By Karen Davis, PhD,
President of United Poultry Concerns
Teaching English at the University of Maryland some years ago, I launched a magazine of student writings called Impetus. Two autobiographical essays in particular are etched in my memory. “My Last Visit to the Circus” describes a child’s delight in the circus – “a fantasy land come true to me.” The story told by Wai Lee is of fantasy land transformed to a horror show that she as a child of seven stumbles upon by accident. Though she misses seeing the miserable life of elephants and tigers chained out of sight, she catches a traumatizing glimpse of meanness and squalor in one of the tents, just feet away from the glamour. Explaining her feelings of shock and betrayal, she writes that for her, “The circus was no longer a paradise; it was a nightmare.”
“Crossing the Line” is about a 13-year-old boy’s confrontation with a challenge he’s been dreading for weeks. “For generations,” Brian Kehoe writes, “it had been a tradition on my father’s side of the family to take the male children on their first hunting trip when they reached the age of thirteen.” He describes the anguish he feels at the thought of having to aim a gun at an animal, mixed with his fear of disappointing his father if he refuses to kill.
When the dreaded moment comes, at his father’s behest, Brian aims his rifle at a large brown rabbit. In a split-second decision in a turmoil of emotions, instead of hitting the rabbit, he misses and the rabbit runs into the woods. On their way home that evening, his father hits another rabbit with his jeep and keeps driving, but Brian, seeing the wounded rabbit on the road and perceiving that “his eyes were still full of life,” screams at his father, “Stop the jeep! Stop it! He’s still alive.” The boy jumps out of the moving jeep, and looks down: “The rabbit was there, lying on its side, its back broken. I stared in horror as it pawed weakly at the air with all four feet. Its eyes were wide with terror and agony.” Brian mercifully kills the rabbit and heads back to the jeep, “crying my brains out,” he wrote.
A transformative moment in our lives is when a romantic, idyllic, pleasurable occasion that we have loved or taken for granted as good, normal and necessary is revealed as ugly, needless, brutal and bad. Another inimitable moment is when something that we dread and know to be wrong puts us to the test: Will we succumb to the pressure to do a bad act in order to please our friends, family and community? Will we conform to a pattern cut out for us by others in order to avoid the hassle of social conflict? When the moment to decide arrives, will we rebel against convention and take our stand?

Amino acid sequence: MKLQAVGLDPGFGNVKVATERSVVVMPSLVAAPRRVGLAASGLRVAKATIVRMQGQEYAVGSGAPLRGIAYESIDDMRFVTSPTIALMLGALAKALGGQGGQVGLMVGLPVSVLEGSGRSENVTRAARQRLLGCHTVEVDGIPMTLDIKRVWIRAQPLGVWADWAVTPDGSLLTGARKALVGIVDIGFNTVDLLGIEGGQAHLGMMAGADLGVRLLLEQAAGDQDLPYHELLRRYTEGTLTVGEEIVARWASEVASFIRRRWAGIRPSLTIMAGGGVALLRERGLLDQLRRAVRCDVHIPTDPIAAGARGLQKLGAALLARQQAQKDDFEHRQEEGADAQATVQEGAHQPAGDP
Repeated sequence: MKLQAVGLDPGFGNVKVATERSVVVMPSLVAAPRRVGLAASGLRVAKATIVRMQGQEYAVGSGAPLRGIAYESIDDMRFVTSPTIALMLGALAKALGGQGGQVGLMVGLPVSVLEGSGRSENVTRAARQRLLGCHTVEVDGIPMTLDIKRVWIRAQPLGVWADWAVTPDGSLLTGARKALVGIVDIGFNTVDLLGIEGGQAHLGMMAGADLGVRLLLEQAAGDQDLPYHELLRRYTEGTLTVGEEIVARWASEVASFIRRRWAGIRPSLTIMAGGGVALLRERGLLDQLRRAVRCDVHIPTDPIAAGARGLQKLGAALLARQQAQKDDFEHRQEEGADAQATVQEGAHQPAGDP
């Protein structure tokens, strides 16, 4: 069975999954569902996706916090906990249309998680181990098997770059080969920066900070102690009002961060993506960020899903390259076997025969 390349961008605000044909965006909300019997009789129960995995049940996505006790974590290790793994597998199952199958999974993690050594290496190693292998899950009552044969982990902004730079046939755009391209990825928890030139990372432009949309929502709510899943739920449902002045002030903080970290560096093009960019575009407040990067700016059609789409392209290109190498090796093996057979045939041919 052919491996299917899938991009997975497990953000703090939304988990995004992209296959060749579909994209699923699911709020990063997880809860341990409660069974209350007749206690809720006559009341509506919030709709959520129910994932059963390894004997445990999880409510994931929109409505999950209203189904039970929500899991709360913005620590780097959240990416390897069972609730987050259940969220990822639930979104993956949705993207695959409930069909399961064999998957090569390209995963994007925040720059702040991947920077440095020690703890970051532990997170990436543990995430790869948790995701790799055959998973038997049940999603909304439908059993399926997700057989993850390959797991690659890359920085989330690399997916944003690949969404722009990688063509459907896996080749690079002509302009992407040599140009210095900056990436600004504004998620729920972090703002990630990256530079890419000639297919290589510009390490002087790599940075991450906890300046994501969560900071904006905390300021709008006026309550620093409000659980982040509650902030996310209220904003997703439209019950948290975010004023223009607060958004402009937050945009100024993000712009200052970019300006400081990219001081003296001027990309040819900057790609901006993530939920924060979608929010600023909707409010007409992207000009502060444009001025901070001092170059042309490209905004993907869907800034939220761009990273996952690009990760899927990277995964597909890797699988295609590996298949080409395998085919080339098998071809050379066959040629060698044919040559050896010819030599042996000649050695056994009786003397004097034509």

Growing up in a Pennsylvania town, I went happily to the circus with my family never dreaming that the costumed elephants balancing on their heads was a scene of profound animal cruelty, degradation and misery. Even less aware was I then that the hotdogs I ate at the circus and at picnics were made out of animals, and that a hotdog – like the circus itself and the typical daily dinner plate – is a form of hell hidden in plain sight. Later joining the animal rights movement, I discovered many atrocities behind the scenes that required me to make radical changes in my life.
As far back as I can remember I have always loved birds, dogs, rabbits and all animals. I have always hated the suffering of a helpless creature. When our neighbor’s pet duck was hit by a car in front of our house, I literally got sick over it. Learning about the Nazi concentration camps and Stalin’s death camps in college, I became so ill that I dropped out of school. A few years later, I naively visited the Gulf of St Lawrence to see the newborn harp seals on the ice with their mothers only to encounter seal clubbing going on. So terrible was the experience that for ten years I stayed away from any hint of animals being tortured by humans.
But compassion without courage doesn’t count. To count, we have to do something about what we learn and how we feel about it. We have to say No to the circus and to shooting a pigeon or a rabbit to please our dad. We have to reject a system that says “God” is against gay marriage and racial mingling and single mothers and showing other creatures the love and respect that all beings with feelings deserve. We have to stop treating the natural world like our personal garbage disposal. We have to put life affirming decisions and loving gestures in place of hurtful and destructive ones, once we become aware and realize that we care.
The Interconnectedness of Life by Michael Lanfield that you are about to read will strengthen your resolve to make brave choices, including a decision to be and remain vegan. Increasingly we are learning that being vegan will benefit the earth, other animals, and millions of people who are starving and sick in part because their land is being used for purposes that our species needs to shun if we truly cherish life and our planet. The Interconnectedness of Life offers opportunities for growth and joy that stand ready for revelation, sharing and affirmative action. Let there be change and let it begin with me. Now is the perfect moment to take a Giant Step.
Purchase The Interconnectedness of Life as an e-book or in paperback at www.weareinterconnected.com
A perfect gift for the holidays and all days.